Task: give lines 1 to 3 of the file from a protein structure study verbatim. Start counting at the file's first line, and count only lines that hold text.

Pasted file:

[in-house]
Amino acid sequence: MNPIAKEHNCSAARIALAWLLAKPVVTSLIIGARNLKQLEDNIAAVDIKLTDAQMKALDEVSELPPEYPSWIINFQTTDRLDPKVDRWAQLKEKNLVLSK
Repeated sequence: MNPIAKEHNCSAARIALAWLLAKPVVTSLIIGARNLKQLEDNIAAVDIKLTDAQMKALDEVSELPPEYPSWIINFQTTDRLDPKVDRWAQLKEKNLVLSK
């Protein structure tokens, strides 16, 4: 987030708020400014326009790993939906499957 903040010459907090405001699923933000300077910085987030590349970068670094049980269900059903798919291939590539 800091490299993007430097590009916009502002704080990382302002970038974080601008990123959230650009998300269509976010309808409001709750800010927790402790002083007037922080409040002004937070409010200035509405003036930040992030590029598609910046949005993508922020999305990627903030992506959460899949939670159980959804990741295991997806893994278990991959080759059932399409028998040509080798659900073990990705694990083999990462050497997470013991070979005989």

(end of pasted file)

[in-house]
Amino acid sequence: MNPIAKEHNCSAARIALAWLLAKPVVTSLIIGARNLKQLEDNIAAVDIKLTDAQMKALDEVSELPPEYPSWIINFQTTDRLDPKVDRWAQLKEKNLVLSK
Repeated sequence: MNPIAKEHNCSAARIALAWLLAKPVVTSLIIGARNLKQLEDNIAAVDIKLTDAQMKALDEVSELPPEYPSWIINFQTTDRLDPKVDRWAQLKEKNLVLSK